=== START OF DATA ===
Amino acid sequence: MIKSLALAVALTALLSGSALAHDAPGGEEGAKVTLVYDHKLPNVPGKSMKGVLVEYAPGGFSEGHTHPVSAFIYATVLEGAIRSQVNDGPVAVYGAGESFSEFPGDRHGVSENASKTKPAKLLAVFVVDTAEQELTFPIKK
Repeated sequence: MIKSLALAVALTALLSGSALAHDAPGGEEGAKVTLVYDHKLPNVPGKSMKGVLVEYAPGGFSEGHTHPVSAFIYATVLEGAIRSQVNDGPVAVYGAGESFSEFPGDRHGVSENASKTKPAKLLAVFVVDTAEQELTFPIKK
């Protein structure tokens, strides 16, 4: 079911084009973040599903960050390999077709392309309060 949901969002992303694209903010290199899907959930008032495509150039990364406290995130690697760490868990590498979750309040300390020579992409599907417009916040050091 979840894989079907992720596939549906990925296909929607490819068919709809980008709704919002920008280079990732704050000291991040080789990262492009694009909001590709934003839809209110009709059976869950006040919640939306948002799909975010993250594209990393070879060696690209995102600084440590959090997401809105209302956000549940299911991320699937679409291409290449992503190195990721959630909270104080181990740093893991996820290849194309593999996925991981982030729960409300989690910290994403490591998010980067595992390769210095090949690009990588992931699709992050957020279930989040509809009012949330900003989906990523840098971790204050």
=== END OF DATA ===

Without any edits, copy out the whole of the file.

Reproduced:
Amino acid sequence: MIKSLALAVALTALLSGSALAHDAPGGEEGAKVTLVYDHKLPNVPGKSMKGVLVEYAPGGFSEGHTHPVSAFIYATVLEGAIRSQVNDGPVAVYGAGESFSEFPGDRHGVSENASKTKPAKLLAVFVVDTAEQELTFPIKK
Repeated sequence: MIKSLALAVALTALLSGSALAHDAPGGEEGAKVTLVYDHKLPNVPGKSMKGVLVEYAPGGFSEGHTHPVSAFIYATVLEGAIRSQVNDGPVAVYGAGESFSEFPGDRHGVSENASKTKPAKLLAVFVVDTAEQELTFPIKK
């Protein structure tokens, strides 16, 4: 079911084009973040599903960050390999077709392309309060 949901969002992303694209903010290199899907959930008032495509150039990364406290995130690697760490868990590498979750309040300390020579992409599907417009916040050091 979840894989079907992720596939549906990925296909929607490819068919709809980008709704919002920008280079990732704050000291991040080789990262492009694009909001590709934003839809209110009709059976869950006040919640939306948002799909975010993250594209990393070879060696690209995102600084440590959090997401809105209302956000549940299911991320699937679409291409290449992503190195990721959630909270104080181990740093893991996820290849194309593999996925991981982030729960409300989690910290994403490591998010980067595992390769210095090949690009990588992931699709992050957020279930989040509809009012949330900003989906990523840098971790204050």